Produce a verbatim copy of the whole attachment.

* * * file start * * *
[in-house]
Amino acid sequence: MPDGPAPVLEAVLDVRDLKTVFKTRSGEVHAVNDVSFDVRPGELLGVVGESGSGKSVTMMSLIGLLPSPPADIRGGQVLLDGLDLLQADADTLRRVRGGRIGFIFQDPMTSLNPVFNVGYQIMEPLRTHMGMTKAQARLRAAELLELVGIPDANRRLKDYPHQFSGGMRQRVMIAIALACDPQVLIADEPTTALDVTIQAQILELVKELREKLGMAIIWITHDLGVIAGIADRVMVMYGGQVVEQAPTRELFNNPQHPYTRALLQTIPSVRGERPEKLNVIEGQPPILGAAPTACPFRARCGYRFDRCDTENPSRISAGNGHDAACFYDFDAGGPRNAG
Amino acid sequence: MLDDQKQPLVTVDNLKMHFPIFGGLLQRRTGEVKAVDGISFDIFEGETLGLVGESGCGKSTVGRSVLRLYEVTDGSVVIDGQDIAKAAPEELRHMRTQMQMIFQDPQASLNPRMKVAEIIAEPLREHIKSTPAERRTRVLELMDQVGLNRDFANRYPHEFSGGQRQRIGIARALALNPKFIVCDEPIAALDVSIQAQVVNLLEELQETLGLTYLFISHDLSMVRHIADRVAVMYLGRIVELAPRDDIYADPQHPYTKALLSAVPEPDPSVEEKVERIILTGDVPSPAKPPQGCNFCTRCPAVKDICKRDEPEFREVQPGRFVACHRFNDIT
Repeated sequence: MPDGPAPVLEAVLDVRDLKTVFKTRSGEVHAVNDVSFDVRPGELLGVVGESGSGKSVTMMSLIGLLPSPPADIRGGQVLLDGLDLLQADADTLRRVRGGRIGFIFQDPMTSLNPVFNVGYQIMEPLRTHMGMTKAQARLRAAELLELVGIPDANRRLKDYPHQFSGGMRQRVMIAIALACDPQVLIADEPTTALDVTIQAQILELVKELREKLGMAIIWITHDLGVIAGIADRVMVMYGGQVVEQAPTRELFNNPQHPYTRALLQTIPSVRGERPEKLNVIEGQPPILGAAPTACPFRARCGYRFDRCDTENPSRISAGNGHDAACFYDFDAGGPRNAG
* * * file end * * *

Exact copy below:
[in-house]
Amino acid sequence: MPDGPAPVLEAVLDVRDLKTVFKTRSGEVHAVNDVSFDVRPGELLGVVGESGSGKSVTMMSLIGLLPSPPADIRGGQVLLDGLDLLQADADTLRRVRGGRIGFIFQDPMTSLNPVFNVGYQIMEPLRTHMGMTKAQARLRAAELLELVGIPDANRRLKDYPHQFSGGMRQRVMIAIALACDPQVLIADEPTTALDVTIQAQILELVKELREKLGMAIIWITHDLGVIAGIADRVMVMYGGQVVEQAPTRELFNNPQHPYTRALLQTIPSVRGERPEKLNVIEGQPPILGAAPTACPFRARCGYRFDRCDTENPSRISAGNGHDAACFYDFDAGGPRNAG
Amino acid sequence: MLDDQKQPLVTVDNLKMHFPIFGGLLQRRTGEVKAVDGISFDIFEGETLGLVGESGCGKSTVGRSVLRLYEVTDGSVVIDGQDIAKAAPEELRHMRTQMQMIFQDPQASLNPRMKVAEIIAEPLREHIKSTPAERRTRVLELMDQVGLNRDFANRYPHEFSGGQRQRIGIARALALNPKFIVCDEPIAALDVSIQAQVVNLLEELQETLGLTYLFISHDLSMVRHIADRVAVMYLGRIVELAPRDDIYADPQHPYTKALLSAVPEPDPSVEEKVERIILTGDVPSPAKPPQGCNFCTRCPAVKDICKRDEPEFREVQPGRFVACHRFNDIT
Repeated sequence: MPDGPAPVLEAVLDVRDLKTVFKTRSGEVHAVNDVSFDVRPGELLGVVGESGSGKSVTMMSLIGLLPSPPADIRGGQVLLDGLDLLQADADTLRRVRGGRIGFIFQDPMTSLNPVFNVGYQIMEPLRTHMGMTKAQARLRAAELLELVGIPDANRRLKDYPHQFSGGMRQRVMIAIALACDPQVLIADEPTTALDVTIQAQILELVKELREKLGMAIIWITHDLGVIAGIADRVMVMYGGQVVEQAPTRELFNNPQHPYTRALLQTIPSVRGERPEKLNVIEGQPPILGAAPTACPFRARCGYRFDRCDTENPSRISAGNGHDAACFYDFDAGGPRNAG